Php Performance Tips

Author: Eric Higgins, Front&Back-end Developer, posted on 2015-12-08 15:18:58

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Recommended experience: Beginner to intermediate PHP knowledge PHP is a very popular scripting language, used on many popular sites across the web. In this article, we hope to help you to improve the performance of your PHP scripts with some changes that you can make very quickly and painlessly. Please keep in mind that your own performance gains may vary greatly, depending on which version of PHP you are running, your web server environment, and the complexity of your code.

Profile your code to pinpoint bottlenecks

Hoare's dictum states that Premature optimization is the root of all evil, an important thing to keep in mind when trying to make your web sites faster. Before changing your code, you'll need to determine what is causing it to be slow. You may go through this guide, and many others on optimizing PHP, when the issue might instead be database-related or network-related. By profiling your PHP code, you can try to pinpoint bottlenecks.

Upgrade your version of PHP

The team of developers who maintain the PHP engine have made a number of significant performance improvements over the years. If your web server is still running an older version, such as PHP 3 or PHP 4, you may want to investigate upgrading before you try to optimize your code. Migrating from PHP 4 to PHP 5.0.x Migrating from PHP 5.0.x to PHP 5.1.x Migrating from PHP 5.1.x to PHP 5.2.x Migrating from PHP 5 to PHP 6 Migrating from PHP 7 to PHP 7

Use caching

Making use of a caching module, such as Memcache, or a templating system which supports caching, such as Smarty, can help to improve the performance of your website by caching database results and rendered pages.

Use output buffering

PHP uses a memory buffer to store all of the data that your script tries to print. This buffer can make your pages seem slow, because your users have to wait for the buffer to fill up before it sends them any data. Fortunately, you can make some changes that will force PHP to flush the output buffers sooner, and more often, making your site feel faster to your users. Output Buffering Control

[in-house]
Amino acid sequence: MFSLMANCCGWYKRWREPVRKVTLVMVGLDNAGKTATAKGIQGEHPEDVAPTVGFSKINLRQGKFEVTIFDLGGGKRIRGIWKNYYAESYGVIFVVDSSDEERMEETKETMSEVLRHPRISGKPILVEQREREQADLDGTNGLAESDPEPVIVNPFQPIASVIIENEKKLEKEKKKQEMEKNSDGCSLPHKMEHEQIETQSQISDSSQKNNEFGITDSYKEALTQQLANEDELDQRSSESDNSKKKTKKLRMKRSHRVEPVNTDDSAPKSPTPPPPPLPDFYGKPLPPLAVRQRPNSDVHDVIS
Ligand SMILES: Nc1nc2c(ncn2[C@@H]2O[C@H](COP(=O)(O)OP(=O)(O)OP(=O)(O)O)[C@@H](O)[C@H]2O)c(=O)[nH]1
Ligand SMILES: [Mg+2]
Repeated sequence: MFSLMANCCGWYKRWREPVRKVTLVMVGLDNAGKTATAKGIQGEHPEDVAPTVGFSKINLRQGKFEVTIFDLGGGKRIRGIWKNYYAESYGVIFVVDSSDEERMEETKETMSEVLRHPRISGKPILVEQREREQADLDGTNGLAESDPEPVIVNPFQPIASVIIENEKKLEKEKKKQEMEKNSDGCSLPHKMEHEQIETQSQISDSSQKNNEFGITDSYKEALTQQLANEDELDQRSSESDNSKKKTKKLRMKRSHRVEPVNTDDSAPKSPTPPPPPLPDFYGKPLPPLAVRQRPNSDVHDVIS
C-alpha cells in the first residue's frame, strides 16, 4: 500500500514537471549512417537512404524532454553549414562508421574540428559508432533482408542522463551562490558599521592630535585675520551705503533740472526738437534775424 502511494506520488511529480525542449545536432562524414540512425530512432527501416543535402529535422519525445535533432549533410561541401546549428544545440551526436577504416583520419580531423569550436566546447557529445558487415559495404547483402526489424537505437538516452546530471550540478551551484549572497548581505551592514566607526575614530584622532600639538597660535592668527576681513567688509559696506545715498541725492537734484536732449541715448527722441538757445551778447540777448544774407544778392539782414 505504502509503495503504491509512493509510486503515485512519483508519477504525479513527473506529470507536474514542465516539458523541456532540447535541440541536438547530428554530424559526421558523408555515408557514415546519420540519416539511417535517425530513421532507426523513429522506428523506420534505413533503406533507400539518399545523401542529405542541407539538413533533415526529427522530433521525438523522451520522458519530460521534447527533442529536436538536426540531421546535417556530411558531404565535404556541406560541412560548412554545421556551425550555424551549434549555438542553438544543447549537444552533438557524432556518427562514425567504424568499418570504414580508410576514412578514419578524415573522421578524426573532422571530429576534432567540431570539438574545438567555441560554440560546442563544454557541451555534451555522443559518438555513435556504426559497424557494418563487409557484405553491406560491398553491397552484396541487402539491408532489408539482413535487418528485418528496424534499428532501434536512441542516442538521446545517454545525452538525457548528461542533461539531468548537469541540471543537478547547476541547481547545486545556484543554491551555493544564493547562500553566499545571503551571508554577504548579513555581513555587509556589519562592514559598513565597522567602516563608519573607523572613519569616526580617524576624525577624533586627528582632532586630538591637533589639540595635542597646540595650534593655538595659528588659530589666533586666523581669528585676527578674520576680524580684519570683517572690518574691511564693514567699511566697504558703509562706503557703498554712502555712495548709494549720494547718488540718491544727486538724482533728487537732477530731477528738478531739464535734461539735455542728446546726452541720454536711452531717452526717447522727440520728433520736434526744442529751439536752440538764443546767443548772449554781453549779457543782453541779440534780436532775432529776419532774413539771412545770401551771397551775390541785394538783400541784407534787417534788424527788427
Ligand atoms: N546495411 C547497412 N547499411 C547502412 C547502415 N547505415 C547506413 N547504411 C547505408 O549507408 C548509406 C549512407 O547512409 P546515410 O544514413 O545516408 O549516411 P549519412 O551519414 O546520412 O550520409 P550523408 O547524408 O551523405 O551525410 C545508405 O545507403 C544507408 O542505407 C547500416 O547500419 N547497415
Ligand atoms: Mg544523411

Avoid writing naive setters and getters

When writing classes in PHP, you can save time and speed up your scripts by working with object properties directly, rather than writing naive setters and getters. In the following example, the dog class uses the setName() and getName() methods for accessing the name property.

class dog {
  public $name = ;

  public function setName($name) {
    $this--->name = $name;

  public function getName() {
    return $this->name;

Notice that setName() and getName() do nothing more than store and return the name property, respectively.

$rover = new dog();
echo $rover->getName();

Setting and calling the name property directly can run up to 100% faster, as well as cutting down on development time.

$rover = new dog();
$rover->name = rover;
echo $rover->name;

Don't copy variables for no reason

Sometimes PHP novices attempt to make their code "cleaner" by copying predefined variables to variables with shorter names before working with them. What this actually results in is doubled memory consumption (when the variable is altered), and therefore, slow scripts. In the following example, if a user had inserted 512KB worth of characters into a textarea field. This implementation would result in nearly 1MB of memory being used.

$description = strip_tags($_POST[description]);
echo $description;
Theres no reason to copy the variable above. You can simply do this operation inline and avoid the extra memory consumption:
echo strip_tags($_POST[description]);

Avoid doing SQL queries within a loop

A common mistake is placing a SQL query inside of a loop. This results in multiple round trips to the database, and significantly slower scripts. In the example below, you can change the loop to build a single SQL query and insert all of your users at once.

foreach ($userList as $user) {
  $query = INSERT INTO users (first_name,last_name) VALUES( . $user[first_name] . ,  . $user[last_name] . );

INSERT INTO users (first_name,last_name) VALUES(John, Doe)
Instead of using a loop, you can combine the data into a single database query.
$userData = array();
foreach ($userList as $user) {
    $userData[] = ( . $user[first_name] . ,  . $user[last_name] . );
$query = INSERT INTO users (first_name,last_name) VALUES . implode(,, $userData);
INSERT INTO users (first_name,last_name) VALUES(John, Doe),(Jane, Doe)...

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